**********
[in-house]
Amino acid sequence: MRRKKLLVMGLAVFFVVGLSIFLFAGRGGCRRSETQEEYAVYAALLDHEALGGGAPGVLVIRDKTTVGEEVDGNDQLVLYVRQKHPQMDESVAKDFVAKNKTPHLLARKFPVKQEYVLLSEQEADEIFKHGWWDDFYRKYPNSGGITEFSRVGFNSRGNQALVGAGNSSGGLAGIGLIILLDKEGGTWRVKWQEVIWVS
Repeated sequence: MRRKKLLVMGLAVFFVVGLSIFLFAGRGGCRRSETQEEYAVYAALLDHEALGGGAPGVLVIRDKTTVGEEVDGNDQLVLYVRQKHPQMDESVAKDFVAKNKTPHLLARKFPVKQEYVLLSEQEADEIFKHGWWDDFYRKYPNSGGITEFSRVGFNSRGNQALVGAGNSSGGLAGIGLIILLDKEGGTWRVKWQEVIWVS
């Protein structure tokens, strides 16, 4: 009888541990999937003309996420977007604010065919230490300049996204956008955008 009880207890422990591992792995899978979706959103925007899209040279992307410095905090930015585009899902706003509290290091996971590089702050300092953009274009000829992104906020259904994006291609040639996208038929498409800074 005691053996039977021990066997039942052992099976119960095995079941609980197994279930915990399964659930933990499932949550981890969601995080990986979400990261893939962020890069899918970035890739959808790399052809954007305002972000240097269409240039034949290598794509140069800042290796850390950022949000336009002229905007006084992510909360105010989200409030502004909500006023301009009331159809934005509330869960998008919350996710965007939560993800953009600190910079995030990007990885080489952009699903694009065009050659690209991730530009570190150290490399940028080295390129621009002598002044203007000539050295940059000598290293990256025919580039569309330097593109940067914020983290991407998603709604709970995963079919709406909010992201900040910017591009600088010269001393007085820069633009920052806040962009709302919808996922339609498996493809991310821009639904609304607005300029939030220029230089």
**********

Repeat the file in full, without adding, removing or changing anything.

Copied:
[in-house]
Amino acid sequence: MRRKKLLVMGLAVFFVVGLSIFLFAGRGGCRRSETQEEYAVYAALLDHEALGGGAPGVLVIRDKTTVGEEVDGNDQLVLYVRQKHPQMDESVAKDFVAKNKTPHLLARKFPVKQEYVLLSEQEADEIFKHGWWDDFYRKYPNSGGITEFSRVGFNSRGNQALVGAGNSSGGLAGIGLIILLDKEGGTWRVKWQEVIWVS
Repeated sequence: MRRKKLLVMGLAVFFVVGLSIFLFAGRGGCRRSETQEEYAVYAALLDHEALGGGAPGVLVIRDKTTVGEEVDGNDQLVLYVRQKHPQMDESVAKDFVAKNKTPHLLARKFPVKQEYVLLSEQEADEIFKHGWWDDFYRKYPNSGGITEFSRVGFNSRGNQALVGAGNSSGGLAGIGLIILLDKEGGTWRVKWQEVIWVS
């Protein structure tokens, strides 16, 4: 009888541990999937003309996420977007604010065919230490300049996204956008955008 009880207890422990591992792995899978979706959103925007899209040279992307410095905090930015585009899902706003509290290091996971590089702050300092953009274009000829992104906020259904994006291609040639996208038929498409800074 005691053996039977021990066997039942052992099976119960095995079941609980197994279930915990399964659930933990499932949550981890969601995080990986979400990261893939962020890069899918970035890739959808790399052809954007305002972000240097269409240039034949290598794509140069800042290796850390950022949000336009002229905007006084992510909360105010989200409030502004909500006023301009009331159809934005509330869960998008919350996710965007939560993800953009600190910079995030990007990885080489952009699903694009065009050659690209991730530009570190150290490399940028080295390129621009002598002044203007000539050295940059000598290293990256025919580039569309330097593109940067914020983290991407998603709604709970995963079919709406909010992201900040910017591009600088010269001393007085820069633009920052806040962009709302919808996922339609498996493809991310821009639904609304607005300029939030220029230089």